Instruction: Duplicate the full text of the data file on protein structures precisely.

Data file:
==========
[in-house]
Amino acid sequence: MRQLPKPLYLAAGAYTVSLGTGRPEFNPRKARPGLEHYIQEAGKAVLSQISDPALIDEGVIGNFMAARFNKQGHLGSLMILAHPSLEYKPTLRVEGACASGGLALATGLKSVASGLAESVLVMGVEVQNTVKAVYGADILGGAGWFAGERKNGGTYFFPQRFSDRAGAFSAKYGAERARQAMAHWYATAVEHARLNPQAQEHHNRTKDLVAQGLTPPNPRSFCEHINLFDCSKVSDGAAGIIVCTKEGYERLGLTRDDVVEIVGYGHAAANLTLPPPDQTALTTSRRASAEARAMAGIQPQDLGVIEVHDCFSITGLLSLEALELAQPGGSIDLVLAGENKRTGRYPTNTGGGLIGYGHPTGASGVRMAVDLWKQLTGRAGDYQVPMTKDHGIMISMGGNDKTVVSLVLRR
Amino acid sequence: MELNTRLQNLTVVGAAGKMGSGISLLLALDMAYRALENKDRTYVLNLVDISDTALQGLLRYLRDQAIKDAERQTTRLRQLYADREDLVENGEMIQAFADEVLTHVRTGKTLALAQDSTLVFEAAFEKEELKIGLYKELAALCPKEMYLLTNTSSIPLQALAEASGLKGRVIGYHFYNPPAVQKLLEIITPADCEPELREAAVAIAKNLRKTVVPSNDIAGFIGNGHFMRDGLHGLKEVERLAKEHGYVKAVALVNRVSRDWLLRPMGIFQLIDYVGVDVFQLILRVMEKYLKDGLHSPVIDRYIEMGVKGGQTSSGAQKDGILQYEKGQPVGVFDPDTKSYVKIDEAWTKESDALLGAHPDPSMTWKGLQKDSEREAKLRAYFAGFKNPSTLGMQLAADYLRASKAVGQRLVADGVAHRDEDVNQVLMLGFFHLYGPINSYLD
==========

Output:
[in-house]
Amino acid sequence: MRQLPKPLYLAAGAYTVSLGTGRPEFNPRKARPGLEHYIQEAGKAVLSQISDPALIDEGVIGNFMAARFNKQGHLGSLMILAHPSLEYKPTLRVEGACASGGLALATGLKSVASGLAESVLVMGVEVQNTVKAVYGADILGGAGWFAGERKNGGTYFFPQRFSDRAGAFSAKYGAERARQAMAHWYATAVEHARLNPQAQEHHNRTKDLVAQGLTPPNPRSFCEHINLFDCSKVSDGAAGIIVCTKEGYERLGLTRDDVVEIVGYGHAAANLTLPPPDQTALTTSRRASAEARAMAGIQPQDLGVIEVHDCFSITGLLSLEALELAQPGGSIDLVLAGENKRTGRYPTNTGGGLIGYGHPTGASGVRMAVDLWKQLTGRAGDYQVPMTKDHGIMISMGGNDKTVVSLVLRR
Amino acid sequence: MELNTRLQNLTVVGAAGKMGSGISLLLALDMAYRALENKDRTYVLNLVDISDTALQGLLRYLRDQAIKDAERQTTRLRQLYADREDLVENGEMIQAFADEVLTHVRTGKTLALAQDSTLVFEAAFEKEELKIGLYKELAALCPKEMYLLTNTSSIPLQALAEASGLKGRVIGYHFYNPPAVQKLLEIITPADCEPELREAAVAIAKNLRKTVVPSNDIAGFIGNGHFMRDGLHGLKEVERLAKEHGYVKAVALVNRVSRDWLLRPMGIFQLIDYVGVDVFQLILRVMEKYLKDGLHSPVIDRYIEMGVKGGQTSSGAQKDGILQYEKGQPVGVFDPDTKSYVKIDEAWTKESDALLGAHPDPSMTWKGLQKDSEREAKLRAYFAGFKNPSTLGMQLAADYLRASKAVGQRLVADGVAHRDEDVNQVLMLGFFHLYGPINSYLD